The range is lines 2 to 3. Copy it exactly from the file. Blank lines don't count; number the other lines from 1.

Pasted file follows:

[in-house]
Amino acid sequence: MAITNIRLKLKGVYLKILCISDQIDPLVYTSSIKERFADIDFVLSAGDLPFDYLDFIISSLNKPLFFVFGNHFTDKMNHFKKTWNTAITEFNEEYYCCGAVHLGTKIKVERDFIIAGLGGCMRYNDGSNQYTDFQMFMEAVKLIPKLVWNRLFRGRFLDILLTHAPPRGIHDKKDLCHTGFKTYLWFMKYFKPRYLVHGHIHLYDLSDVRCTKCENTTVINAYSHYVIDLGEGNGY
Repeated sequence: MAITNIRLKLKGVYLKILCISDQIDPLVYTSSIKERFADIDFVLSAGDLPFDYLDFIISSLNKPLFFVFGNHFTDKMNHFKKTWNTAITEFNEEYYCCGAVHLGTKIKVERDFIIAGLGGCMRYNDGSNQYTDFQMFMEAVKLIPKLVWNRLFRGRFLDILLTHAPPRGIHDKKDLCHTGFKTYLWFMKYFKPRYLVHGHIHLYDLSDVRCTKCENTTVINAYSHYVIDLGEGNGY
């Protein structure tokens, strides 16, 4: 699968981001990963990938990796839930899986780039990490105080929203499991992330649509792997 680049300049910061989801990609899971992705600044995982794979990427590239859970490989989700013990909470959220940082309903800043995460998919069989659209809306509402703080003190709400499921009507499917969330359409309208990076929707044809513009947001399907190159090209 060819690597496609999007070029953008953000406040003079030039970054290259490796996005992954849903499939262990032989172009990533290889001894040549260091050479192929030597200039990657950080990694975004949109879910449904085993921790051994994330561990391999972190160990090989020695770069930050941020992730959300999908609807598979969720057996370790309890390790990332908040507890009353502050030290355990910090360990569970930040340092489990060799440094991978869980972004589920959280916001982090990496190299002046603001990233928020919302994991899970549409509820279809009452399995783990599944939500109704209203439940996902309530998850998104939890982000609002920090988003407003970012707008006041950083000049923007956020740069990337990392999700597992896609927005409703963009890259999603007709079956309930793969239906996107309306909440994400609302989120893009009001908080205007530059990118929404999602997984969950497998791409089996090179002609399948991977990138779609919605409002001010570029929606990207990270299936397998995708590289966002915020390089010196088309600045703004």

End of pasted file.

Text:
Amino acid sequence: MAITNIRLKLKGVYLKILCISDQIDPLVYTSSIKERFADIDFVLSAGDLPFDYLDFIISSLNKPLFFVFGNHFTDKMNHFKKTWNTAITEFNEEYYCCGAVHLGTKIKVERDFIIAGLGGCMRYNDGSNQYTDFQMFMEAVKLIPKLVWNRLFRGRFLDILLTHAPPRGIHDKKDLCHTGFKTYLWFMKYFKPRYLVHGHIHLYDLSDVRCTKCENTTVINAYSHYVIDLGEGNGY
Repeated sequence: MAITNIRLKLKGVYLKILCISDQIDPLVYTSSIKERFADIDFVLSAGDLPFDYLDFIISSLNKPLFFVFGNHFTDKMNHFKKTWNTAITEFNEEYYCCGAVHLGTKIKVERDFIIAGLGGCMRYNDGSNQYTDFQMFMEAVKLIPKLVWNRLFRGRFLDILLTHAPPRGIHDKKDLCHTGFKTYLWFMKYFKPRYLVHGHIHLYDLSDVRCTKCENTTVINAYSHYVIDLGEGNGY